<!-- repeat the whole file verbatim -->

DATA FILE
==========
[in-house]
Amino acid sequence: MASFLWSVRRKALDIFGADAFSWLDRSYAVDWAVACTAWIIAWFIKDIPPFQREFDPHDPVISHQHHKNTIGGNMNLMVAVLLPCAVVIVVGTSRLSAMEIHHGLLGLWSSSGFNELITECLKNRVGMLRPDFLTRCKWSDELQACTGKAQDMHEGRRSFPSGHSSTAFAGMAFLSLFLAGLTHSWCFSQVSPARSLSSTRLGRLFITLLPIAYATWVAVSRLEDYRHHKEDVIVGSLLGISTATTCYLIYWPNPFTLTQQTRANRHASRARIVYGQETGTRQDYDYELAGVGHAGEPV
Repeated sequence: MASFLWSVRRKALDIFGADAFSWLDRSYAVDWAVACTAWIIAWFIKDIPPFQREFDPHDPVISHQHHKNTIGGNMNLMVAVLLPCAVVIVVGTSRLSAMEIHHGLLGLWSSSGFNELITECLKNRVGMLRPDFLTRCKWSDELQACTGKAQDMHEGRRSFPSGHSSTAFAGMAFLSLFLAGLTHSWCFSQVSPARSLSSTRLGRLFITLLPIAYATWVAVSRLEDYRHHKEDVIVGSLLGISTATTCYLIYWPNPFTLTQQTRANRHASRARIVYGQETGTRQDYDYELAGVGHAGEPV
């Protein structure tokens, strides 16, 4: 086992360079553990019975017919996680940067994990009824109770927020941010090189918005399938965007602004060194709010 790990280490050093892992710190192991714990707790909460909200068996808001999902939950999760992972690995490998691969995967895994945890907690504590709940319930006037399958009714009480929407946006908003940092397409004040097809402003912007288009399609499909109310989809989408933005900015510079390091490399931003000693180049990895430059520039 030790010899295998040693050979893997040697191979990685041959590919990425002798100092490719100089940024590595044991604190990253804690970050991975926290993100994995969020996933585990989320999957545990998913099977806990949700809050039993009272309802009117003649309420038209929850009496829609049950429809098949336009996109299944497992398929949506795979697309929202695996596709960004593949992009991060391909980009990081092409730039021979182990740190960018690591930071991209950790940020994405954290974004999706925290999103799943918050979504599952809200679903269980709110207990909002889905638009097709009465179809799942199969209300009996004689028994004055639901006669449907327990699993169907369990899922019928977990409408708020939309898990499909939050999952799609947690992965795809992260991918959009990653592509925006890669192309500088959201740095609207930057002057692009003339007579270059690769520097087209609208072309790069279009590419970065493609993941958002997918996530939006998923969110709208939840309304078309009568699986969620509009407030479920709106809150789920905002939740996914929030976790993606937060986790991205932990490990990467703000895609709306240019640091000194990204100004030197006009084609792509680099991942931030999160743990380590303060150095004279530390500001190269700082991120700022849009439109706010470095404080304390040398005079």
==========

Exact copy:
[in-house]
Amino acid sequence: MASFLWSVRRKALDIFGADAFSWLDRSYAVDWAVACTAWIIAWFIKDIPPFQREFDPHDPVISHQHHKNTIGGNMNLMVAVLLPCAVVIVVGTSRLSAMEIHHGLLGLWSSSGFNELITECLKNRVGMLRPDFLTRCKWSDELQACTGKAQDMHEGRRSFPSGHSSTAFAGMAFLSLFLAGLTHSWCFSQVSPARSLSSTRLGRLFITLLPIAYATWVAVSRLEDYRHHKEDVIVGSLLGISTATTCYLIYWPNPFTLTQQTRANRHASRARIVYGQETGTRQDYDYELAGVGHAGEPV
Repeated sequence: MASFLWSVRRKALDIFGADAFSWLDRSYAVDWAVACTAWIIAWFIKDIPPFQREFDPHDPVISHQHHKNTIGGNMNLMVAVLLPCAVVIVVGTSRLSAMEIHHGLLGLWSSSGFNELITECLKNRVGMLRPDFLTRCKWSDELQACTGKAQDMHEGRRSFPSGHSSTAFAGMAFLSLFLAGLTHSWCFSQVSPARSLSSTRLGRLFITLLPIAYATWVAVSRLEDYRHHKEDVIVGSLLGISTATTCYLIYWPNPFTLTQQTRANRHASRARIVYGQETGTRQDYDYELAGVGHAGEPV
């Protein structure tokens, strides 16, 4: 086992360079553990019975017919996680940067994990009824109770927020941010090189918005399938965007602004060194709010 790990280490050093892992710190192991714990707790909460909200068996808001999902939950999760992972690995490998691969995967895994945890907690504590709940319930006037399958009714009480929407946006908003940092397409004040097809402003912007288009399609499909109310989809989408933005900015510079390091490399931003000693180049990895430059520039 030790010899295998040693050979893997040697191979990685041959590919990425002798100092490719100089940024590595044991604190990253804690970050991975926290993100994995969020996933585990989320999957545990998913099977806990949700809050039993009272309802009117003649309420038209929850009496829609049950429809098949336009996109299944497992398929949506795979697309929202695996596709960004593949992009991060391909980009990081092409730039021979182990740190960018690591930071991209950790940020994405954290974004999706925290999103799943918050979504599952809200679903269980709110207990909002889905638009097709009465179809799942199969209300009996004689028994004055639901006669449907327990699993169907369990899922019928977990409408708020939309898990499909939050999952799609947690992965795809992260991918959009990653592509925006890669192309500088959201740095609207930057002057692009003339007579270059690769520097087209609208072309790069279009590419970065493609993941958002997918996530939006998923969110709208939840309304078309009568699986969620509009407030479920709106809150789920905002939740996914929030976790993606937060986790991205932990490990990467703000895609709306240019640091000194990204100004030197006009084609792509680099991942931030999160743990380590303060150095004279530390500001190269700082991120700022849009439109706010470095404080304390040398005079």